• Name: Allan Caplan, Ph.D.
  • Institution: University of Idaho
  • Department: Plant, Soil, and Entomological Sciences
  • Phone: 208-885-9441
  • Email: acaplan@uidaho.edu

Summary: Solanum sisymbriifolium, more commonly called sticky nightshade (SNS) or litchi tomato, is naturally resistant to the nematode species, Globodera pallida, that parasitizes potatoes and a few other crops. The goal of this research is to characterize this process of resistance and to clone some of the genes responsible for it. The underlying hope is that introducing these genes into potatoes, or modifying the potato’s own genes to act like those of SNS, could shape an equally effective pathway in this economically pivotal crop. However, not only is little known about the biology of SNS, but very few SNS genes have been cloned or characterized at all. Instead of sequencing the entire nuclear genome, which we have estimated is as large as that of tetraploid potatoes, and therefore capable of encoding twice as many proteins as the human genome, we have sequenced normalized cDNA collections generated from RNA from the major organs of the plant. This database serves as a “reference library” of commonly expressed sequences.  We then compared the expression of these genes in nematode-infected roots with the expression of those same genes in our reference library.  Even after setting very stringent statistical criteria for which of the observed changes was most likely to matter, we were left with 277 candidate genes.  One approach for distinguishing primary determinants of resistance from secondary ones requires us to be able to knockdown expression of identified candidates in SNS. For this reason, we are trying to adapt Agrobacterium-mediated gene transfer techniques to SNS so that CRISPR, antisense or RNAi-generating constructs can be introduced. In parallel, we also want to clone these candidates and express them in potatoes so their effects on pathogen resistance can be tested.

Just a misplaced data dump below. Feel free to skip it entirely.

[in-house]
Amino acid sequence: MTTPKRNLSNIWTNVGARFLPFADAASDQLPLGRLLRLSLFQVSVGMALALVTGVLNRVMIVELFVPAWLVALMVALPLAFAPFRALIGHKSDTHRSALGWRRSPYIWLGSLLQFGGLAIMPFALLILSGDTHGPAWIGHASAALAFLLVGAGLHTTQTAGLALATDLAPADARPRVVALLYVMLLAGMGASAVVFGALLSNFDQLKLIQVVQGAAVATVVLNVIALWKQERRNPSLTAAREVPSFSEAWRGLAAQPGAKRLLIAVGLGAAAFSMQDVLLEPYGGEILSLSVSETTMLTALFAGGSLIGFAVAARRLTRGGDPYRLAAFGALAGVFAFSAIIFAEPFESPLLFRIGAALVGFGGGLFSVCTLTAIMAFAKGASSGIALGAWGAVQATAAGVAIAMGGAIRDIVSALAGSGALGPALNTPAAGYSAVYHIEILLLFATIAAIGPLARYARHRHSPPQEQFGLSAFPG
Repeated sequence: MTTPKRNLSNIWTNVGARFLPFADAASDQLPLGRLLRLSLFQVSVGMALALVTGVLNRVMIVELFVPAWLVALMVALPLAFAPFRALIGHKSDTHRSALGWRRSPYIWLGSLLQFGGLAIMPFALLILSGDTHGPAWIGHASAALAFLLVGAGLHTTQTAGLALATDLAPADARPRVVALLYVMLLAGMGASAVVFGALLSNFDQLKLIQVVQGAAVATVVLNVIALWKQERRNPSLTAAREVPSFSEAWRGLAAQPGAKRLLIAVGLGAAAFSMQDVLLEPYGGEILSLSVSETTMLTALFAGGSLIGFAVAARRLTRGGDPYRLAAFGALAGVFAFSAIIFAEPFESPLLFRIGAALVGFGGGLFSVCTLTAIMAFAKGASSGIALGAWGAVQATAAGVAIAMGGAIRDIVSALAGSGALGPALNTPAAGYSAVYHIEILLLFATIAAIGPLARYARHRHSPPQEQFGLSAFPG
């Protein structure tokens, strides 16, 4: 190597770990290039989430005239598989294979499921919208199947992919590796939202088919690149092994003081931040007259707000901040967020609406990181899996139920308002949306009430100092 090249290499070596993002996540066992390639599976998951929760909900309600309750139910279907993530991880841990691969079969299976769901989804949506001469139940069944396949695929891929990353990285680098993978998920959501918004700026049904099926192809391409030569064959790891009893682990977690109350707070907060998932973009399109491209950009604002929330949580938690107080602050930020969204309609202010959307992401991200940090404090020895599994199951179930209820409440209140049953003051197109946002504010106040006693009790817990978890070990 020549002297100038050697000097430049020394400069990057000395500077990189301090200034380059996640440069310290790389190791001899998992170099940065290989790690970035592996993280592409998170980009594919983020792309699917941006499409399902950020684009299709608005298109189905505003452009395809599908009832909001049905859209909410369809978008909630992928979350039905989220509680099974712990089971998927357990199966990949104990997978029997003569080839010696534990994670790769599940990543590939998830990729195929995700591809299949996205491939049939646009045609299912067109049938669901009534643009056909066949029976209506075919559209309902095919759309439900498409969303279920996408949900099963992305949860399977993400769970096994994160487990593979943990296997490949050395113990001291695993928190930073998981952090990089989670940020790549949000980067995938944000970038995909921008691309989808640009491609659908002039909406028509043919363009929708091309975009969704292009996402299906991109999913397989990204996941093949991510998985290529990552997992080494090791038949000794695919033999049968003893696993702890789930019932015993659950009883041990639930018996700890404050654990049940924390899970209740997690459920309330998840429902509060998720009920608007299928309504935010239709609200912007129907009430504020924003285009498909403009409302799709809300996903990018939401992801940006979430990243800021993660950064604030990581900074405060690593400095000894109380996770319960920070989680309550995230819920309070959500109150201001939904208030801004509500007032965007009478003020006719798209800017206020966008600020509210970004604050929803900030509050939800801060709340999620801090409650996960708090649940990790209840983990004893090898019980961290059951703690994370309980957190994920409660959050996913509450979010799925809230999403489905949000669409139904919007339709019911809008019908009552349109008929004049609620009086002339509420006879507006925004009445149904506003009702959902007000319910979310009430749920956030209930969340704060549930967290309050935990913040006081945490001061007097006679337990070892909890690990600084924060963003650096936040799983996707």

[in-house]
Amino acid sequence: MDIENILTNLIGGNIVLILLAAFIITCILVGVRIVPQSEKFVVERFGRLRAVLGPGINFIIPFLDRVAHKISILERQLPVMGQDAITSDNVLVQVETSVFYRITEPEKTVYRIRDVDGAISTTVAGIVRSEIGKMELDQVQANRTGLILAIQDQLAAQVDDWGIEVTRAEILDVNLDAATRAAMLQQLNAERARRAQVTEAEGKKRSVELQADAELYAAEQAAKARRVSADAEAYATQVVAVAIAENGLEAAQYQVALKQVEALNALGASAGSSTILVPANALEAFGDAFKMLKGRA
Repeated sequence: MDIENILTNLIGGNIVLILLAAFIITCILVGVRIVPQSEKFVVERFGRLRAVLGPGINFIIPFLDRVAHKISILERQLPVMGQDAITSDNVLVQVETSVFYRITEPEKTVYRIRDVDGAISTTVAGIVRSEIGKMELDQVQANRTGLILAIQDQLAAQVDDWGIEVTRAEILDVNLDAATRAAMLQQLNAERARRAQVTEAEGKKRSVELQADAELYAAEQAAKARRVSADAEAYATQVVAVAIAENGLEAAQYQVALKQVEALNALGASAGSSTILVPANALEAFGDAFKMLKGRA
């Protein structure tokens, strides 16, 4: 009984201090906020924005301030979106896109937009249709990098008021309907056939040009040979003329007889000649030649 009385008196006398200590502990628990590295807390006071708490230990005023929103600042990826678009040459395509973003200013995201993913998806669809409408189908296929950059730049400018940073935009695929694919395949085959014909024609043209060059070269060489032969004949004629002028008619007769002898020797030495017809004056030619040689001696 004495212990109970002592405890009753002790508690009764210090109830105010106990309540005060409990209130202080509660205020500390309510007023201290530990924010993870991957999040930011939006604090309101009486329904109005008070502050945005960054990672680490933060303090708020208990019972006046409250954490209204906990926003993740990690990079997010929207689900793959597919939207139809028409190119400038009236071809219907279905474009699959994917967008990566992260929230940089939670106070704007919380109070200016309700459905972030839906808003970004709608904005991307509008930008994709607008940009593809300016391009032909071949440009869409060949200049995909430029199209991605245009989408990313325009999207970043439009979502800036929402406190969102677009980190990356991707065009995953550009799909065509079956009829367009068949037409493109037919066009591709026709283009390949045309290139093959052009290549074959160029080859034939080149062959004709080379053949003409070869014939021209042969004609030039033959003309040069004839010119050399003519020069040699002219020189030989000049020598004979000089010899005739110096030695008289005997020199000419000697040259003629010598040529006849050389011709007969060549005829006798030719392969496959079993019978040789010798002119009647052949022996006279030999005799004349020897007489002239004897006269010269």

Minimum Classes: Familiarity with some of the most basic principles of bioinformatics or computer science is desirable, but not necessary. In addition, some familiarity with sterile technique, and/or plant tissue culture, and/or a lecture course on genetics or genomics would be beneficial, but again, not required.  An enthusiasm for research into eukaryotic Molecular Biology would be greatly appreciated.

Projects: A majority of the time will be spent cloning genes from cDNA preparations, analyzing genes using simple computer software, and using Agrobacterium tumefasciens to introduce the cloned genes into plants.  The tools and aims of this work are commonly used in all eukaryotic molecular research.

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